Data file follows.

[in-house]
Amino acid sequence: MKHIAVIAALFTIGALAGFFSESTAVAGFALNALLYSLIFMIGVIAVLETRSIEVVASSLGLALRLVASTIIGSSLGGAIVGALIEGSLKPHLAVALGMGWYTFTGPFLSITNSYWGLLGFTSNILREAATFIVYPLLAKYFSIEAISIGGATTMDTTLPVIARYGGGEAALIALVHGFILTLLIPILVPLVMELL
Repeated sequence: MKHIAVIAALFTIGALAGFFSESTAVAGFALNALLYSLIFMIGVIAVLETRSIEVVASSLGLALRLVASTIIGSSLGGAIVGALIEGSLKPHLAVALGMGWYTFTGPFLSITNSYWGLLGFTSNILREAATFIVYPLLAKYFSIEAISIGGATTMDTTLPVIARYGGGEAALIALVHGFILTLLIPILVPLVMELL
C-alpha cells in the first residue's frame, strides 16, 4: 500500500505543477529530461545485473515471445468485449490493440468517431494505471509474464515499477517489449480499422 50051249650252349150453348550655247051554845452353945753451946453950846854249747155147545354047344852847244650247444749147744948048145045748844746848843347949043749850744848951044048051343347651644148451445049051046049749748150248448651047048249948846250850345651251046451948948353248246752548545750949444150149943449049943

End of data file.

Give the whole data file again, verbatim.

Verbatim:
[in-house]
Amino acid sequence: MKHIAVIAALFTIGALAGFFSESTAVAGFALNALLYSLIFMIGVIAVLETRSIEVVASSLGLALRLVASTIIGSSLGGAIVGALIEGSLKPHLAVALGMGWYTFTGPFLSITNSYWGLLGFTSNILREAATFIVYPLLAKYFSIEAISIGGATTMDTTLPVIARYGGGEAALIALVHGFILTLLIPILVPLVMELL
Repeated sequence: MKHIAVIAALFTIGALAGFFSESTAVAGFALNALLYSLIFMIGVIAVLETRSIEVVASSLGLALRLVASTIIGSSLGGAIVGALIEGSLKPHLAVALGMGWYTFTGPFLSITNSYWGLLGFTSNILREAATFIVYPLLAKYFSIEAISIGGATTMDTTLPVIARYGGGEAALIALVHGFILTLLIPILVPLVMELL
C-alpha cells in the first residue's frame, strides 16, 4: 500500500505543477529530461545485473515471445468485449490493440468517431494505471509474464515499477517489449480499422 50051249650252349150453348550655247051554845452353945753451946453950846854249747155147545354047344852847244650247444749147744948048145045748844746848843347949043749850744848951044048051343347651644148451445049051046049749748150248448651047048249948846250850345651251046451948948353248246752548545750949444150149943449049943